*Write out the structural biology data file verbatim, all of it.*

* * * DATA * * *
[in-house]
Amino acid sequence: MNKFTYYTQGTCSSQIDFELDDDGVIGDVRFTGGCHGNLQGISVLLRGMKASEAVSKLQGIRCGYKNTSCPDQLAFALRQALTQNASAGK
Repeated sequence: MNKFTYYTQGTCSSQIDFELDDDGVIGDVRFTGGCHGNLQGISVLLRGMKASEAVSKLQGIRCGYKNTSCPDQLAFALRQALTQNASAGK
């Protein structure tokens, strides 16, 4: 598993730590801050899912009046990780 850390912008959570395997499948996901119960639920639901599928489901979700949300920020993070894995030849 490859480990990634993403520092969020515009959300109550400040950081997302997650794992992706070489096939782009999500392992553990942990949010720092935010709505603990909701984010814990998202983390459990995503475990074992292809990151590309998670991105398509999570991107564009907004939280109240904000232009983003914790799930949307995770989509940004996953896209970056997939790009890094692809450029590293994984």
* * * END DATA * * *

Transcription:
[in-house]
Amino acid sequence: MNKFTYYTQGTCSSQIDFELDDDGVIGDVRFTGGCHGNLQGISVLLRGMKASEAVSKLQGIRCGYKNTSCPDQLAFALRQALTQNASAGK
Repeated sequence: MNKFTYYTQGTCSSQIDFELDDDGVIGDVRFTGGCHGNLQGISVLLRGMKASEAVSKLQGIRCGYKNTSCPDQLAFALRQALTQNASAGK
């Protein structure tokens, strides 16, 4: 598993730590801050899912009046990780 850390912008959570395997499948996901119960639920639901599928489901979700949300920020993070894995030849 490859480990990634993403520092969020515009959300109550400040950081997302997650794992992706070489096939782009999500392992553990942990949010720092935010709505603990909701984010814990998202983390459990995503475990074992292809990151590309998670991105398509999570991107564009907004939280109240904000232009983003914790799930949307995770989509940004996953896209970056997939790009890094692809450029590293994984």